Uber Goober DVD
Uber Goober is a 90-or-so-minute documentary about Role-Playing Games, taking a look (not quite in-depth, but a bit more than cursory) at the hobby itself through the eyes of the people who enjoy it. The overall tone of the film is of gentle self-mockery. The gamers, game designers and, indeed, the filmmakers all seem to be in on the joke.
Uber Goober DVD (2003) - $20
by Steve Metze
Uber Goober is a 90-or-so-minute documentary about Role-Playing Games, taking a look (not quite in-depth, but a bit more than cursory) at the hobby itself through the eyes of the people who enjoy it. Shot on DV, the quality of the film itself is quite good, and although the DVD menu graphics are nothing to write home about, the overall presentation is clean and effective.
The film is divided into three segments, organized in part in keeping with role-playing evolutionary theory, and also in part according to the "goober level" of the subjects of that particular chapter.
The first segment (and presumably the least geeky, so I guess these folks are "Unter Goobers") deals with wargamers and their particular slice of the role-playing pie. We watch as an assortment of hobbyists painstakingly paint miniature soldiers, build mock pyramids out of cardboard, and spend hours (edited for time, of course) assembling a detailed historical scenario on their tabletops. Tactical decision-making, rolling fistfuls of dice, and hunting down spray paint at 2 am appear equally important to these folk.
The second, and longest, segment deals with the arena most gamers are familiar with: tabletop role-playing. As one might expect, the focus is on fantasy gaming, with Dungeons & Dragons at the center of the whirlwind. Interviews with the likes of E. Gary Gygax, Dave Arneson and Mike Stackpole are prominently featured, but it's nice to see that an attempt was made to give a few minutes to the genre's demi-gods like John Kovalic (Dork Tower) and Chris O'Neill of 9th Level Games (Kobolds Ate My Baby and Ninja Burger: The RPG). It becomes most clear here that the film assumes the viewer has at least some knowledge of role-playing games, as "newbie" type material such as dice mechanics and such are left out in favor of interviews with gamers, most of whom readily acknowledge their own geeky gooberness.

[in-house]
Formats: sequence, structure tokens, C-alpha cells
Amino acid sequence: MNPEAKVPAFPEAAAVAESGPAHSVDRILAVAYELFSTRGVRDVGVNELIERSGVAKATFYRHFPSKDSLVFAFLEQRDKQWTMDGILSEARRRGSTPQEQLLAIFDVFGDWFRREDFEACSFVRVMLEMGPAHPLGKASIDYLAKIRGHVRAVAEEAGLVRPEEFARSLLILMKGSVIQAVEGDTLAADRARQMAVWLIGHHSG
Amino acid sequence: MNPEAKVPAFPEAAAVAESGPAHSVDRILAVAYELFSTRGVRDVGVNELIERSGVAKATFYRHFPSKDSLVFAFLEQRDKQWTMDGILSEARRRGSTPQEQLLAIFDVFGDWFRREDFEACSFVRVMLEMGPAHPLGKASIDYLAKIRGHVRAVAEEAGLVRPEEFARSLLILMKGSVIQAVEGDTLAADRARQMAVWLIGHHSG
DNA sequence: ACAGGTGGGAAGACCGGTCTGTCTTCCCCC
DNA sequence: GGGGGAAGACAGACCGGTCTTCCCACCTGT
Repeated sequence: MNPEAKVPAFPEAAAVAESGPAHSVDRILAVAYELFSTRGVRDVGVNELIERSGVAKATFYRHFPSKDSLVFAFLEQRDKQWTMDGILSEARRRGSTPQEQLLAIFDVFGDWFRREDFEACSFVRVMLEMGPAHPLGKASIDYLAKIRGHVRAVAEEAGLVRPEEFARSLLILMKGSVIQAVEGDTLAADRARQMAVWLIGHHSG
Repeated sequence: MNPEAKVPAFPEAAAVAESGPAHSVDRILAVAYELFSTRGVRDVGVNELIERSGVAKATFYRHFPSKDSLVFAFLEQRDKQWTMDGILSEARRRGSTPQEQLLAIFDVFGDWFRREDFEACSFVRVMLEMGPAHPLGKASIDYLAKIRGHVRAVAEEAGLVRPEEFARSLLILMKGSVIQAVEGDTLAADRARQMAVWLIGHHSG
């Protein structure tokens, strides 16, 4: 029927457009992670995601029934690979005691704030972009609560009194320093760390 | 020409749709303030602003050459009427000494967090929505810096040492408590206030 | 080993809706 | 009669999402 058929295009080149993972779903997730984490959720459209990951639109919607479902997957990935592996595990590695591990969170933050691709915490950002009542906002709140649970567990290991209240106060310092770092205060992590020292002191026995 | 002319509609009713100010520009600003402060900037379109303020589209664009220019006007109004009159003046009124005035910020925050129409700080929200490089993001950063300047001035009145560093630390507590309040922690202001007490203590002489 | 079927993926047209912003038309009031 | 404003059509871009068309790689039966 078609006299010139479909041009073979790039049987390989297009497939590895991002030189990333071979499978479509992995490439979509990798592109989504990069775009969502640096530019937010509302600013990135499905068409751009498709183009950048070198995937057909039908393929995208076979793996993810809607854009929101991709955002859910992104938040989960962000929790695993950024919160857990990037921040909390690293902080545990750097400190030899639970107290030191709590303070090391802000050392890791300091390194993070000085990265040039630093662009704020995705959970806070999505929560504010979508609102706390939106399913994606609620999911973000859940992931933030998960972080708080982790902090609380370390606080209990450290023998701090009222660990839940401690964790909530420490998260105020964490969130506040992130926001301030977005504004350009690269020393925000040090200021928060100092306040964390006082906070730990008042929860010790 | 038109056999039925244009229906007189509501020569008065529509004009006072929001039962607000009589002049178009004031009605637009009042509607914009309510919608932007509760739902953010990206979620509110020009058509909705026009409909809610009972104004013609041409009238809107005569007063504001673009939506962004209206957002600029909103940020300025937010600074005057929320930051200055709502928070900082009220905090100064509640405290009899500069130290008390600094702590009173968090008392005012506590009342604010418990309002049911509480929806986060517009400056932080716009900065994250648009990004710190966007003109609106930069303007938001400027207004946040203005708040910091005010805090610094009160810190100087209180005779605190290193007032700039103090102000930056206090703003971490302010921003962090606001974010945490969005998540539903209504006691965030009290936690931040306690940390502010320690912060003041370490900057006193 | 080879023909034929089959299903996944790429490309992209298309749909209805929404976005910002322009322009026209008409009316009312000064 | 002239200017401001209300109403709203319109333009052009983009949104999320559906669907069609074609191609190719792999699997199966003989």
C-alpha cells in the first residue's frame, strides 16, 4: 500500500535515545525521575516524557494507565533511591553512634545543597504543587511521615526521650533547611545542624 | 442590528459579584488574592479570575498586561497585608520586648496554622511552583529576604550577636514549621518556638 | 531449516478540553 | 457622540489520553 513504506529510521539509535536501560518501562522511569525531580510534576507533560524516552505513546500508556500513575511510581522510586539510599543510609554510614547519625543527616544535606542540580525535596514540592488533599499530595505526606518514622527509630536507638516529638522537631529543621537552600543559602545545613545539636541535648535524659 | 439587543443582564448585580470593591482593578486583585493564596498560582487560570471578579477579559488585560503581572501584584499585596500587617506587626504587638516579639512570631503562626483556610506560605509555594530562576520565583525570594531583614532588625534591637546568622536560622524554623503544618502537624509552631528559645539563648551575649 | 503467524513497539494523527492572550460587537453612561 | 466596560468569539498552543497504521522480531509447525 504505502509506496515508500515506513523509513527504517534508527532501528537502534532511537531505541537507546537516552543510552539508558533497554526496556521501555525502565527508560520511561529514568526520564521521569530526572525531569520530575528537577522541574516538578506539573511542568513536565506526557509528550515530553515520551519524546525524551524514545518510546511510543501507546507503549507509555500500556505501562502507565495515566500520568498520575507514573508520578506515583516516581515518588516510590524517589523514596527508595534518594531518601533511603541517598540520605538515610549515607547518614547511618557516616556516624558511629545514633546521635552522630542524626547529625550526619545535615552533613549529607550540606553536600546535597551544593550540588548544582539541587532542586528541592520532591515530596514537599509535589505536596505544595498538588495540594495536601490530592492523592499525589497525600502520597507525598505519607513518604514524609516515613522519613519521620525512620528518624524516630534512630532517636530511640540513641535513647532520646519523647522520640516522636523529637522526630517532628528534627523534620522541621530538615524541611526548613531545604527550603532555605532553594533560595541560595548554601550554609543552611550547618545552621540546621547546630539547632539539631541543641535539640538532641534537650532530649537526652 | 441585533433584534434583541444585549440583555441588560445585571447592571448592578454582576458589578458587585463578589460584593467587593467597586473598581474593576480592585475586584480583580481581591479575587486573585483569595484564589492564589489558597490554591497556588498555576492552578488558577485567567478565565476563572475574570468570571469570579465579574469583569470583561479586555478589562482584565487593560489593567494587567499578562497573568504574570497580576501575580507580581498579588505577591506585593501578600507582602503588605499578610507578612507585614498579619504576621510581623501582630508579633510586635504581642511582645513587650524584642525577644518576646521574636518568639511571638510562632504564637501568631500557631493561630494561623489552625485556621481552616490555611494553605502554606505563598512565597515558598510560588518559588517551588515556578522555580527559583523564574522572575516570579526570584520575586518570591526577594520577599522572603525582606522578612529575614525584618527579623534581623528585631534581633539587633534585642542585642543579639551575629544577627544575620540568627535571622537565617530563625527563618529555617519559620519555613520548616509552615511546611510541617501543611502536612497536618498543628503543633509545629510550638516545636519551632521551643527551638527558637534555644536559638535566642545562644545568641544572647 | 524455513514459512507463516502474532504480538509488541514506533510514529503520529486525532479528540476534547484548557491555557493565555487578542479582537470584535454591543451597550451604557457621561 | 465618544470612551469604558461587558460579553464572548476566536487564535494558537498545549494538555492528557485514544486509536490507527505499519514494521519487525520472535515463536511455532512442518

Running directly counter to this seemingly innocent, lighthearted, positive view of gaming is a series of interviews with the likes of televangelist Bob Larson, who does his best to convince us that Dungeons & Dragons (and, indeed, every role-playing game) is the evil spawn of Satan. Jack Chick's "Dark Dungeons" tract is also mentioned, as well as the infamous Tom Hanks vehicle "Mazes and Monsters." The documentary does a decent job of balancing both points of view, but definitely comes down on the side of the gamers, doing a fairly Michael Moore-ish job of seemingly making the religious zealots look the fools as they rail against a bunch of kids dressed like elves.
If there are any true "Uber Goobers" in the bunch, they're to be found in the documentary's third act, which introduces us to live-action role-playing, or LARPing. As a gamer who prefers a good sturdy table between me and my fellow gamers, I find LARPing a little too extroverted for my tastes. I found myself alternately laughing hysterically and cringing inwardly at the antics of these folk, who run the gamut from Vampire players doing rock-paper-scissors at each other, to Boffer-combat folk beating each other senseless in a public park.
In between each act, the documentary features curbside interviews with Austin, Texas clubgoers, asked their opinions on role-playing, girls who play dungeons and dragons and the like. Responses ranged from carefully guarded and subdued support to vehement diatribes against the hobby (though all seemed to agree that girls who played D&D would make kinkier girlfriends). Interspersed throughout are also role-playing relevant clips from TV shows like "Buffy The Vampire Slayer" and "The X-Files," demonstrating just how thoroughly gaming has infiltrated popular culture.
The DVD also features a plethora of bonus material, including game-themed music by "The Great Luke Ski," unedited PG-rated versions of the earlier "Man-on-the-street" interviews, a lengthy interview with E. Gary Gygax, and a tour of Mr. Gygax's old Lake Geneva stomping grounds (one of the few bits obviously not filmed in Austin), the best part of which is a drive by the local movie theater, which carried "Dungeons & Dragons" when it premiered. The reaction of the father of D&D: "What a wretched film."
The overall tone of the film is of gentle self-mockery. The gamers, game designers and, indeed, the filmmakers all seem to be in on the joke. "Yes," they seem to be saying, "gaming is sort of geeky, but it's also a lot of fun and a good way to socialize." Indeed, though many of them are wearing capes and ratty t-shirts, the gamers featured in the film represent a broad cross-section of society: male, female, young, old, tall, short, all shapes and nationalities, all quite articulate and intelligent. Gaming may be a dorky, geeky, "uber goober" kind of hobby, but in that sort of company, maybe that's not such a bad thing.